Browse Exhibits (3 total)
This exhibit provides a brief outline and history of the Bammy (known also as the Bammie, Cassava Cake, or Cassava Bread), a food that has undergone a historical transformation from basic provision to beloved snack.
This exhibit seeks to highlight a staple food in the Caribbean, though the focus will be on its history in Jamaica, where, despite global commercialization, this food is still culturally relevant.
Further, this exhibit draws primarily on sources, historical and contemporary, written and created by, and/or about Jamaicans or those with Jamaican heritage.
Though this exhibit was not able to offer explicit translations, please acccess this link below to translate any of the included text.
I had no idea where this class would take me this season when my Professor stated we would be researching ground provisions in the Caribbean, my mind instantly went to the sweet potato. My wife and I eat them all the time as you would a baked potato and we prefer sweet potato fries over regular fries.
When we began looking at recipes I thought of my wife's recipe for bourbon sweet potatoes that is a huge hit around the holidays. My mind went to the idea of my wife's email to a friend of her aunt's about the dish we had at a family gathering. The idea of tracing a recipe was intriguing but after I proposed my idea my professor stated; "But those are yams." and she was right, the can clearly says yams on the label. So then I began researching yams and what I learned would blow the roof off the ground provisions industry....I'm just kidding. Shh....don't tell anyone...there's no such thing as American yams.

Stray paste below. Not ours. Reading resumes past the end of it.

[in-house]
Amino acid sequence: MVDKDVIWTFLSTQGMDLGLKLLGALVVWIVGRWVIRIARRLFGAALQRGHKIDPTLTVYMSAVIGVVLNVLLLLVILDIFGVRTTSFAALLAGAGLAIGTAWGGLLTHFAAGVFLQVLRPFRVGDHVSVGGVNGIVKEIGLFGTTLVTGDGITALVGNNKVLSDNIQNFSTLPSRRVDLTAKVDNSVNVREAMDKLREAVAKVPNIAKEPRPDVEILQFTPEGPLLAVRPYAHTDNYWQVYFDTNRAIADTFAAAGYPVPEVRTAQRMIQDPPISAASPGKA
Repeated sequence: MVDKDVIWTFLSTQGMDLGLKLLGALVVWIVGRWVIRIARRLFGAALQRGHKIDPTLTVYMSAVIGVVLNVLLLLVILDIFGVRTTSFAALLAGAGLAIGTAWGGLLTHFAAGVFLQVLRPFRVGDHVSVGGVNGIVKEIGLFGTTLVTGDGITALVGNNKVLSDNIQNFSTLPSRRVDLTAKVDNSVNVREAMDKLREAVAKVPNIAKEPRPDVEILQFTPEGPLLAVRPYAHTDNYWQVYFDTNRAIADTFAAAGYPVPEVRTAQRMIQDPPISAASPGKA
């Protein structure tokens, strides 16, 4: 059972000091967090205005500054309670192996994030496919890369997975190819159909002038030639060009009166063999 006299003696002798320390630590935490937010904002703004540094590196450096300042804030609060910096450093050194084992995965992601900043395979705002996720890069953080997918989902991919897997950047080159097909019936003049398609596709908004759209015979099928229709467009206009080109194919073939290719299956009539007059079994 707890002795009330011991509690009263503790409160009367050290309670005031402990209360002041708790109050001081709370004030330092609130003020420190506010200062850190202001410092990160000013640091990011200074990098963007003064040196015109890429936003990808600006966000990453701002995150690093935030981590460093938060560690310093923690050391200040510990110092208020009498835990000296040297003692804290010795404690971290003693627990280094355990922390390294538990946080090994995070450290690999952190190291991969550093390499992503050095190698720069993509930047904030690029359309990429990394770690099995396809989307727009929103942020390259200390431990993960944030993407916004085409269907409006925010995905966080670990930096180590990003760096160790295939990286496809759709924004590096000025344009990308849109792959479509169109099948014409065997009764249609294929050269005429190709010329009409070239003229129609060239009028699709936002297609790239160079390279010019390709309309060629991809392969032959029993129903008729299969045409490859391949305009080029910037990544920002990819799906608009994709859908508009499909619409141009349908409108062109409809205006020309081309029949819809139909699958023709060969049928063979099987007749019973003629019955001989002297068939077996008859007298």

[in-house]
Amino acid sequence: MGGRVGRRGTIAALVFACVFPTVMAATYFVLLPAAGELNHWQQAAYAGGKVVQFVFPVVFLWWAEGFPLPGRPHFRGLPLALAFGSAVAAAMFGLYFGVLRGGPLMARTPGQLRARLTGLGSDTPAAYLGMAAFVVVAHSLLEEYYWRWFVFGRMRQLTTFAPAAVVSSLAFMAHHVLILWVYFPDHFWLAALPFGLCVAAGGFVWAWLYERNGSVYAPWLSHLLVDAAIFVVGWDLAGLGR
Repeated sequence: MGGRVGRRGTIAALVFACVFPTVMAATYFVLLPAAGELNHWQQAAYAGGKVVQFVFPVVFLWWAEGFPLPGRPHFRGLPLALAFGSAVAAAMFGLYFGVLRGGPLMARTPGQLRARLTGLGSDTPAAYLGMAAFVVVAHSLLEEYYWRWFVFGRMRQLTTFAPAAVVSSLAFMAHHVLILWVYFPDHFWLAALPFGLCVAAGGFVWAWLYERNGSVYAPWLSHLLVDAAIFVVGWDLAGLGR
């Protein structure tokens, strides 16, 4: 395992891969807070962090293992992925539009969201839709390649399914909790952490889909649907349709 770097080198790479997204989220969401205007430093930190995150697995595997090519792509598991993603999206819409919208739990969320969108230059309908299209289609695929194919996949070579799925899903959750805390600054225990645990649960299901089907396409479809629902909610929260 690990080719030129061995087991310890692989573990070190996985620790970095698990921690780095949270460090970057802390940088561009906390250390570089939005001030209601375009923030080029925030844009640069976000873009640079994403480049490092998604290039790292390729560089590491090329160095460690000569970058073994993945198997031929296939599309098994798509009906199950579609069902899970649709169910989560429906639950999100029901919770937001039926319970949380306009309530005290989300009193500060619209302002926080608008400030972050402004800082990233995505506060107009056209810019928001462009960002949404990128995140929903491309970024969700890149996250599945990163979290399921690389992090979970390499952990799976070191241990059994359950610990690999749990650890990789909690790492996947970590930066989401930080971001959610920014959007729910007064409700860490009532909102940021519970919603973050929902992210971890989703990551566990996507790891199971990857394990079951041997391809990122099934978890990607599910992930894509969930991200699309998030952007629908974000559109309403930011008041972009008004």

As a matter of fact, a lot of people have no idea what a yam is and why it is vastly different than a sweet potato. So that's part of what this exhibit is, tracing a recipe and what the heck is a yam. Along the way, I also answer the question of how marshmallows and yams, I'm mean sweet potatoes got together in American cooking.
I hope you enjoy my exhibit and also visit another exhibit here by my classmate Hannah who also explores more about the yam.
This exhibit will focus on the where cassava flour comes from. Its history is not acknowledged today. Cassava flour is currently seen as a health food and is written about in blogs for its "trendiness". The Global North is profiting off this product and my aim is to outline and acknowledge cassava flour's roots. This exhibit will seek to educate about how cassava flour comes from the Caribbean as well as how it is used today in the Global North.
Created by: Devin Johnson